American journalism. If this is all journalism has become, if moral
outrage, the courage to defy the powerful, the commitment to tell the
truth and to give a voice to those who without us would have no voice,
no longer matters, our journalism schools should focus exclusively on
shorthand. It seems to be the skill most ardently coveted by most
senior editors and news producers.

There have always been powerful Israeli
leaders, since the inception of the state in 1948, who have called for
the total physical removal of the Palestinians. The ethnic cleansing of
some 800,000 Palestinians by Jewish militias in 1948 was, for them,
only the start. But there were also a few Israeli leaders, including
the assassinated Prime Minister Yitzhak Rabin,
who argued that Israel could not pick itself up and move to another
geographical spot on the globe. Israel, Rabin believed, would have to
make peace with the Palestinians and its Arab neighbors to survive.
Rabin's vision of two states, however, appears to have died with him.
The embrace of wholesale ethnic cleansing by the Israeli leadership and
military now appears to be unquestioned.

"It seems," the Israeli historian Ilan Pappe
wrote recently, "that even the most horrendous crimes, such as the
genocide in Gaza, are treated as discrete events, unconnected to
anything that happened in the past and not associated with any ideology
or system. ... Very much as the apartheid ideology explained the
oppressive policies of the South African government, this ideology-in
its most consensual and simplistic variety-has allowed all the Israeli
governments in the past and the present to dehumanize the Palestinians
wherever they are and strive to destroy them. The means altered from
period to period, from location to location, as did the narrative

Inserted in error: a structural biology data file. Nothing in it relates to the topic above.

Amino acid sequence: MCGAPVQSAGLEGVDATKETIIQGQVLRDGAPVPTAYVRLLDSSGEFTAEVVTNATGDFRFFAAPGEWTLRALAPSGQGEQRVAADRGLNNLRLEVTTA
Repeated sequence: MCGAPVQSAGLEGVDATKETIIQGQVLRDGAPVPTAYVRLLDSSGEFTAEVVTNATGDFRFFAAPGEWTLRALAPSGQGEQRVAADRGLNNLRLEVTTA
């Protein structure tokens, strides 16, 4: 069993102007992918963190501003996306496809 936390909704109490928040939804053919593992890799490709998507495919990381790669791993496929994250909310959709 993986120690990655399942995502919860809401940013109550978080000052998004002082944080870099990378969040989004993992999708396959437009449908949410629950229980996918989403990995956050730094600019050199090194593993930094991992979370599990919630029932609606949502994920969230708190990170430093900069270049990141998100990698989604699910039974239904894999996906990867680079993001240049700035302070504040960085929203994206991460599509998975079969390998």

covering up these atrocities. But there is a clear pattern [of
genocide]. ..."

Gaza has descended into chaos. Hamas,
which despite Israeli propaganda has never mustered the sustained
resistance Hezbollah carried out during the Israeli incursion into
southern Lebanon, will be ruled in the future by antagonistic bands of
warlords, clans and mafias. Gaza will resemble Somalia. And out of that
power vacuum will rise a new generation of angry jihadists, many of
whom may spurn Hamas for more radical organizations. Al-Qaida, which
has been working to gain a foothold in Gaza, may now have found its

"Hamas will win the war, no matter what
happens," Avnery said. "They will be considered by hundreds of millions
of Arabs heroes who have recovered the dignity and pride of Arab
nations. If at the end of the war they are still standing in Gaza this
will be a huge victory for them, to hold out against this huge Israeli
army and firepower will be an incredible achievement. They will gain
even more than Hezbollah did during the last war."

Israel operates under the illusion that it
can crush Hamas and install a quisling Palestinian government in Gaza
and the West Bank. This puppet government will be led, Israel believes,
by the discredited Palestinian Authority leader Mahmoud Abbas, now
cowering in the West Bank after being driven out of Gaza. Abbas, like
most of the corrupt Fatah leadership, is a detested figure. He is
dismissed as the Marshal Petain of the Palestinian people, or perhaps
the Hamid Karzai or the Nouri al-Maliki. He is as loathed as he is

Israel's destruction of Hamas and
reoccupation of Gaza will not bring peace or security to Israel. It
will merely obliterate the only internal organization with enough
stature and authority in Gaza to maintain order. The Israeli assault,
by destroying Hamas as a governing force, has opened a Pandora's box of
ills. Life will become a nightmare for most Palestinians and, in the
years ahead, for most Israelis.